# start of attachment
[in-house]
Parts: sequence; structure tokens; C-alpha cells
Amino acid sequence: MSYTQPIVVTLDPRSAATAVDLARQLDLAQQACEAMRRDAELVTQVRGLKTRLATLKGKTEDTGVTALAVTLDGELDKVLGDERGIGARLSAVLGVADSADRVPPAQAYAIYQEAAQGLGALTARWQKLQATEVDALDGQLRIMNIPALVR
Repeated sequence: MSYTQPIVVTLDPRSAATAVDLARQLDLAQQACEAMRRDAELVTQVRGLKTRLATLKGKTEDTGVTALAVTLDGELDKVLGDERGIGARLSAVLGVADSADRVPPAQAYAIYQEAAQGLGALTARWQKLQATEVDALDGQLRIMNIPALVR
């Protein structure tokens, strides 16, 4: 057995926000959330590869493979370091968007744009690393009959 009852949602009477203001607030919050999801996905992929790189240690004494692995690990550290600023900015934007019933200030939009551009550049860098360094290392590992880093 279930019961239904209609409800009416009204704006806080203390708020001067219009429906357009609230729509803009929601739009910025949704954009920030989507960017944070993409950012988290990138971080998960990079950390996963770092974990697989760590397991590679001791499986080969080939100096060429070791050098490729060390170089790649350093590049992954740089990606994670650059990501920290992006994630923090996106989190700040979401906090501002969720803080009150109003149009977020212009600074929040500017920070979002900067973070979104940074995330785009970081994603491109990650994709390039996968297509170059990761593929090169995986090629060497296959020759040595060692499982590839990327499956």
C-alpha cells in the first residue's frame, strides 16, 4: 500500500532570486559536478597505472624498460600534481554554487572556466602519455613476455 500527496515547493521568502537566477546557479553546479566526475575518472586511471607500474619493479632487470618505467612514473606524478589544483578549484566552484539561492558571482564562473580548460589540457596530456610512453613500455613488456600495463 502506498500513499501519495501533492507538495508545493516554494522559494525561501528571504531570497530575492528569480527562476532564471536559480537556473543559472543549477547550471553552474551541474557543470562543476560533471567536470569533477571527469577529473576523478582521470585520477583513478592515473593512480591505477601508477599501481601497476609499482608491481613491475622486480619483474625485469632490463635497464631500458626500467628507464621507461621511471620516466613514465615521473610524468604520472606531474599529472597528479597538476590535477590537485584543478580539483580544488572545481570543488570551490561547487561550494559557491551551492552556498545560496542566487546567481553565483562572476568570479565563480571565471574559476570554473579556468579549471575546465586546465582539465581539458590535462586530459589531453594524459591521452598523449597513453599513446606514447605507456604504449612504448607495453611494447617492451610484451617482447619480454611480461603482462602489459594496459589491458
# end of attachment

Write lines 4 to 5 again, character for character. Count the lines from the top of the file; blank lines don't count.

Repeated sequence: MSYTQPIVVTLDPRSAATAVDLARQLDLAQQACEAMRRDAELVTQVRGLKTRLATLKGKTEDTGVTALAVTLDGELDKVLGDERGIGARLSAVLGVADSADRVPPAQAYAIYQEAAQGLGALTARWQKLQATEVDALDGQLRIMNIPALVR
């Protein structure tokens, strides 16, 4: 057995926000959330590869493979370091968007744009690393009959 009852949602009477203001607030919050999801996905992929790189240690004494692995690990550290600023900015934007019933200030939009551009550049860098360094290392590992880093 279930019961239904209609409800009416009204704006806080203390708020001067219009429906357009609230729509803009929601739009910025949704954009920030989507960017944070993409950012988290990138971080998960990079950390996963770092974990697989760590397991590679001791499986080969080939100096060429070791050098490729060390170089790649350093590049992954740089990606994670650059990501920290992006994630923090996106989190700040979401906090501002969720803080009150109003149009977020212009600074929040500017920070979002900067973070979104940074995330785009970081994603491109990650994709390039996968297509170059990761593929090169995986090629060497296959020759040595060692499982590839990327499956």